45 Gelsemium sempervirensCommon Names: Carolina yellow jasmine, jessamine Family: Loganiaceae (logania Family)
The yellow Carolina jasmine (or "jessamine") is an attractive evergreen vine that tends to remain bushy and compact when grown in bright sun. When shaded though, it will climb up and over adjacent shrubs and trees to heights of more than 20 ft (6.1 m) in its quest for sunlight. The glossy rich green leaves are narrow oblongs with pointed tips and are 2-3 in (5.1-10.2 cm) long by 0.5 in (1.3 cm) wide. They are held in opposite pairs along smooth wiry reddish-brown stems. Small clusters of fragrant yellow tubular flowers are produced from late winter to early spring depending on location and temperature. The showy blossoms are about 2 in (5.1 cm) long and have a flared mouth 1 in (2.5 cm) in diameter.
Gelsemium sempervirens is native to the southeastern United States. Carolina jasmine is widely grown as an ornamental in mild climate areas.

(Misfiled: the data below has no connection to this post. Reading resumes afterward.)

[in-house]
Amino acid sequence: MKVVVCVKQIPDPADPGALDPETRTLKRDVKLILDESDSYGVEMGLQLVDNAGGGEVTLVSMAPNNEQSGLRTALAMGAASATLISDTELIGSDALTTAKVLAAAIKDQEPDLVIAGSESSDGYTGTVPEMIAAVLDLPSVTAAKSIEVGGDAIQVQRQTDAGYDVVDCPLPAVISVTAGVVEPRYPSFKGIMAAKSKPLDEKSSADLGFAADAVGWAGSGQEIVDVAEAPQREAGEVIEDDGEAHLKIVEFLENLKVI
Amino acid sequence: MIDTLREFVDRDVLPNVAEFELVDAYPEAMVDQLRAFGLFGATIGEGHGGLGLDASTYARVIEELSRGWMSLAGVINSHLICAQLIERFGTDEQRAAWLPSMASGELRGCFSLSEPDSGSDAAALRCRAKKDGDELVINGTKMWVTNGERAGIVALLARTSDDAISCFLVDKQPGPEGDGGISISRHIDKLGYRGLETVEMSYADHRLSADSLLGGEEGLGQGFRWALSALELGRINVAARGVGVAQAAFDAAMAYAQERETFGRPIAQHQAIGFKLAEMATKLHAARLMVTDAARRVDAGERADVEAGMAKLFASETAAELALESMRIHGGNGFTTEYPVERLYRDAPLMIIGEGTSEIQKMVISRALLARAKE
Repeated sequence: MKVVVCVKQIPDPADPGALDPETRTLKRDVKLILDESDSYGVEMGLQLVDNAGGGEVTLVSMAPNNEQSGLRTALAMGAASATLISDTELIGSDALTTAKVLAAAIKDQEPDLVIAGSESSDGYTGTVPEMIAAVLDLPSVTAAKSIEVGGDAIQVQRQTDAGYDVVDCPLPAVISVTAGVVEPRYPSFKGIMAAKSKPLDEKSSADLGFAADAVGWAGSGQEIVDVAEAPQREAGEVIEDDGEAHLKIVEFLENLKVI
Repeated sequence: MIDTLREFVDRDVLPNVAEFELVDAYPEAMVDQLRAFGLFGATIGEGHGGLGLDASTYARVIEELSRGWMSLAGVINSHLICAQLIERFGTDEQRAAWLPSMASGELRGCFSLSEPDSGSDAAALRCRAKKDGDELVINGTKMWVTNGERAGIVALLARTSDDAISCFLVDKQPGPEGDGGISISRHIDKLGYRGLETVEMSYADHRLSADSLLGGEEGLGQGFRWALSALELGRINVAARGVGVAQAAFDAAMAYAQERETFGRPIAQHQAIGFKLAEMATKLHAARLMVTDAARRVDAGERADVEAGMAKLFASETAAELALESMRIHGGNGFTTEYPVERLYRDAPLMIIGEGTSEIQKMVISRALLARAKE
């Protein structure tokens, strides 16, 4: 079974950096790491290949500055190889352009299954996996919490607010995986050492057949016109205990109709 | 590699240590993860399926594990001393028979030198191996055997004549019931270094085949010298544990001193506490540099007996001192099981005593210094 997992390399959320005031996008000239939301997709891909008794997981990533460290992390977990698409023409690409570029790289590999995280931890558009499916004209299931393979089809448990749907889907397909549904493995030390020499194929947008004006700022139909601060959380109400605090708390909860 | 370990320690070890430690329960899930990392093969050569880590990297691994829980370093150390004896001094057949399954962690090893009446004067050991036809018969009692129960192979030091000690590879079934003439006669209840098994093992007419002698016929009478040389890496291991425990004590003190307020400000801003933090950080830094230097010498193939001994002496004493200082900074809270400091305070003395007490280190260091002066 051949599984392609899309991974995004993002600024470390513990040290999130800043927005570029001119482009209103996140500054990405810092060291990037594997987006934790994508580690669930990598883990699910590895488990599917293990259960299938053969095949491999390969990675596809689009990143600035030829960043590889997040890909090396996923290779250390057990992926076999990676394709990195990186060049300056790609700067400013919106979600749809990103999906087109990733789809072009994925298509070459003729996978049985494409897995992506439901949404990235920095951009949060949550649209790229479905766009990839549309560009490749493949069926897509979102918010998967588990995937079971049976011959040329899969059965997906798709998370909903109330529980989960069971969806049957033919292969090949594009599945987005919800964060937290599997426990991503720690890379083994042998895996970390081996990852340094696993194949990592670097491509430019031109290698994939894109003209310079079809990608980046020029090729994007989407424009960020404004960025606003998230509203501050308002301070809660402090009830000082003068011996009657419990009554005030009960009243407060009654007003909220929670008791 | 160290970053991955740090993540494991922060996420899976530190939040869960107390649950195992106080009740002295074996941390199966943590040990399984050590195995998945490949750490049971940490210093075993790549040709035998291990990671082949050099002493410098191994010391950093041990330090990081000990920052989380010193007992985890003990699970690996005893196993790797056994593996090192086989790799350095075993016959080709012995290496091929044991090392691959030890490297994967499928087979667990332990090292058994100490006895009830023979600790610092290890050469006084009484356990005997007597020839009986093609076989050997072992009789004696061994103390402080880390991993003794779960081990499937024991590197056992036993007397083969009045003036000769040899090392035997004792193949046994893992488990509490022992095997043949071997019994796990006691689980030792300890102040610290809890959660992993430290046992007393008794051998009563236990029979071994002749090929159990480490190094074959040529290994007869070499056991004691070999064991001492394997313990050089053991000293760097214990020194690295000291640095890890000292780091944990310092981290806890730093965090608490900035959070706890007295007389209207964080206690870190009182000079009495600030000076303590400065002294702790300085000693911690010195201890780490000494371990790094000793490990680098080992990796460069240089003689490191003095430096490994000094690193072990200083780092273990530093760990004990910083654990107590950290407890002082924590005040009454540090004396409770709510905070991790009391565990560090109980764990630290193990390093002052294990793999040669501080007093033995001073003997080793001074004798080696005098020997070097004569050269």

CultureLight: Sun to part shade. Moisture: Needs adequate moisture to look its best. Carolina jasmine is very drought tolerant but tends to drop leaves and look raggedy until moisture returns. Hardiness: USDA Zones 7 - 9. tolerates frost, killed by persistent freeze. Propagation: Seed, layers and softwood cuttings.
Carolina jasmine will rapidly cover arbors, tree trunks, trellises, etc. in a season or two. This is a well behaved vine that will stay in scale and can be used on decks and porches and on trellises near patios and entryways. It grows well in containers and as ground cover along steep banks. Carolina jasmine is a good candidate for low maintenance landscapes.
This fast growing evergreen vine is easy to grow and readily available. Here in north Florida, the sight of Carolina jessamine's (a variant spelling of "jasmine") happy yellow flowers is one of our first signs of spring. The wiry reddish brown stems are flexible and inspire another common name for this vine,"poor man's rope" (because it breaks easily so only poor men use it - uh, I guess...)
An almost identical species grows here in the southeastern United States, it is the swamp jessamine (Gelsemium rankinii) which also has yellow flowers but unlike G. sempervirens, these are not fragrant.
All parts of this plant are poisonous.
Jack Scheper 10/4/97; updated 3/22/04, 2/11/05, 2/17/08